EU sanctions in Belarus questionable as Cyprus demands action against Turkey | World news

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Cyprus threatens to block European Union sanctions against Belarus because the bloc has refused to take similar measures against Turkey following a long-standing dispute over maritime rights in the eastern Mediterranean.The collision between two foreign policy crises unrelated to the EU’s gates – the standoff between Belarusian leader Alexander Lukashenko and the people, and rising tensions in the eastern Mediterranean over Turkish drilling – has appalled European diplomats.

Now, the threat of a veto from one of the club’s smaller member states threatens to derail EU plans to sanction 40 Belarusian officials accused of falsifying last month’s election results or orchestrating a brutal crackdown on them. protesters that followed.

EU foreign ministers are set to meet on Monday, as it was hoped they would approve a move to impose an asset freeze and travel bans on 40 people, doubling the number of officials on a list black on a previous list. The legal deal was seen as a mere formality following a political decision last month by EU ministers to impose sanctions.

Two diplomatic sources confirmed to the Guardian that Cyprus is blocking EU action against Belarus because it wants EU sanctions imposed on Turkey for its drilling activities in the Mediterranean. “It’s serious,” said a European diplomat. “They basically took Belarusian sanctions hostage.”

At a meeting of EU ambassadors on Wednesday, several diplomats spoke to warn Cyprus not to turn Belarusian sanctions into “a transactional issue”. A second EU source said Cyprus was alone, adding: ‘Everyone is pissed off [off], everyone is annoyed. I’m sure it could have consequences [for Cyprus]. »

Any failure or delay in the deal on the sanctions promised in Belarus would damage the credibility of the EU after weeks of noble declarations of solidarity. European Commission President Ursula von der Leyen said on Wednesday that the EU must take “a clear and swift position” on values, “whether in Hong Kong, Moscow or Minsk,” saying the EU was “on the side of the Belarusian people”.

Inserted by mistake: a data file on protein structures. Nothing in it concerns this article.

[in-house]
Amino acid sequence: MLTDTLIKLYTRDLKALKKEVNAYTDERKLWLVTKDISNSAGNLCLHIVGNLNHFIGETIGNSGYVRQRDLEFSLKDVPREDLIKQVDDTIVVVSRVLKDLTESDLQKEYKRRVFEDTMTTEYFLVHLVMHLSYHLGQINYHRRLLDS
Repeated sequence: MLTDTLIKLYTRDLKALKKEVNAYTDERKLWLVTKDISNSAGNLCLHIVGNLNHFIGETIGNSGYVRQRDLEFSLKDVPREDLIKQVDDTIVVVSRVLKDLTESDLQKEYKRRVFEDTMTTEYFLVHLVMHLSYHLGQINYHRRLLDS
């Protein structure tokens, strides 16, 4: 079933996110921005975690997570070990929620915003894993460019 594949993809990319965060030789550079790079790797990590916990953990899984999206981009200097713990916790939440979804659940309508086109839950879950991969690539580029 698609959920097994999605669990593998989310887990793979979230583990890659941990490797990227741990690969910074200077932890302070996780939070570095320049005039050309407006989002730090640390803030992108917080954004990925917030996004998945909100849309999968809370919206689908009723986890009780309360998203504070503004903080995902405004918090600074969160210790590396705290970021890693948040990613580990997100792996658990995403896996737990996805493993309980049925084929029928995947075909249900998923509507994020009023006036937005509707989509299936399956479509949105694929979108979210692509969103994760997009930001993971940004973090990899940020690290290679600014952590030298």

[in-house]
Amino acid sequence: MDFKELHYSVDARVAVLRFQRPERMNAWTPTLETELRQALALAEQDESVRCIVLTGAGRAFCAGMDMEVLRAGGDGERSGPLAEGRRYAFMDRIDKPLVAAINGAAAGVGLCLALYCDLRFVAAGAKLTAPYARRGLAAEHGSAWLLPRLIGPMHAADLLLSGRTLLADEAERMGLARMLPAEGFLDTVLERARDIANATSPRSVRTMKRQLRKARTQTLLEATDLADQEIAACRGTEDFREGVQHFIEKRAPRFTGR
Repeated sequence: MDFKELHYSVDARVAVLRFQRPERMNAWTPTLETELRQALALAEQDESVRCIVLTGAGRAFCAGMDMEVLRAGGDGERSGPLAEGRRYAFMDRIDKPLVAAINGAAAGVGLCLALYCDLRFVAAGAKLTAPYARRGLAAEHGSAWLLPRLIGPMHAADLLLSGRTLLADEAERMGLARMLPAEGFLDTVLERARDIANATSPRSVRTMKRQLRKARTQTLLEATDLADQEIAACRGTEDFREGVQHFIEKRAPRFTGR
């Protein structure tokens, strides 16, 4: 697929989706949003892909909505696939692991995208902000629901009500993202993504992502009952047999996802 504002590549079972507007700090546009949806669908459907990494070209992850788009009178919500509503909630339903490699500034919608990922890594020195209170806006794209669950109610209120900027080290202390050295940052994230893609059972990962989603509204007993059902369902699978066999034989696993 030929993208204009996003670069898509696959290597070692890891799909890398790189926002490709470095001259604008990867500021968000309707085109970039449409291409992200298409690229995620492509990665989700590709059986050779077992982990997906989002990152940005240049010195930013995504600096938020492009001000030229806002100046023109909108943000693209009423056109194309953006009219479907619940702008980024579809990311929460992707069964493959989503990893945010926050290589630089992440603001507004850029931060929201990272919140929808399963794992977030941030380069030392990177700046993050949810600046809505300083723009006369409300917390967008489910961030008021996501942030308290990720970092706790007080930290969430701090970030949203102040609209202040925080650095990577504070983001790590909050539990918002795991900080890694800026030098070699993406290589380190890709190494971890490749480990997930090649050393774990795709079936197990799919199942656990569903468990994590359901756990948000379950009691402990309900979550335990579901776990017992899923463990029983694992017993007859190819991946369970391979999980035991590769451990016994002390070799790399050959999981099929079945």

EU relations with Turkey will be discussed by EU leaders next week at a face-to-face summit. Much of the rally will be devoted to foreign policy issues that were overlooked earlier in the year as the EU scrambled to deal with the coronavirus.

Cyprus and Greece have been leading the sanctions charge against Turkey, since Ankara launched search and drilling operations to search for gas reserves in the disputed waters of the eastern Mediterranean.

Cypriot President Nicos Anastasiades said on Wednesday that the EU should use “all means at our disposal” to get Turkey to give up its “illegal” activities. In an allusion to Belarus, he said the EU should not set “a double standard” in how the bloc chooses to deal with inappropriate activities inside and outside its borders.

But many EU leaders are opposed to hitting Ankara with new sanctions after the EU imposed sanctions on two people linked to the drilling earlier this year. Germany, which mediates between Turkey, Cyprus and Greece, is particularly keen to avoid escalating tensions with Turkish President Recep Tayyip Erdogan, co-architect of the 2016 EU-Turkey migration agreement.

Earlier this week, the EU’s top diplomat, Josep Borrell, said the EU and Turkey had reached “a turning point in our relations”. He called on Turkey to withdraw the Yavuz drillship from its position near Cyprus, after Ankara announced it was extending the ship’s mission until October 12.

Greek and Turkish leaders are now engaged in bilateral exploratory talks, Erdo spokesmangsaid Thursday.

Ibrahim Kalin added that ErdogAn ‘s decision to return the Turkish study vessel Oruc Reis to port for routine maintenance was “an opportunity not to be wasted”, indicating that the decision is seen as a major diplomatic gesture to create space for the recovery. talks.

Kalin said the climate was right for the exploratory talks: “I think we have come to a good understanding of the steps to be taken in the coming weeks to resume these talks.”

If the Cypriot veto is lifted, diplomats say sanctions against 40 Belarusian officials could come into force within days.

The current list does not include Lukashenko, includes the Guardian. The Baltic states, which have all adopted national sanctions that include Lukashenko, have asked the EU to include him on the sanctions list.

German Foreign Minister Heiko Maas warned this week that if violence and oppression continued, the sanctions list could be extended to others, including Lukashenko.

The man, often described as “Europe’s last dictator”, was on a previous list of EU sanctions, but was ousted in 2016, when the EU swept almost all sanctions against his government, believing that he was about to reform.

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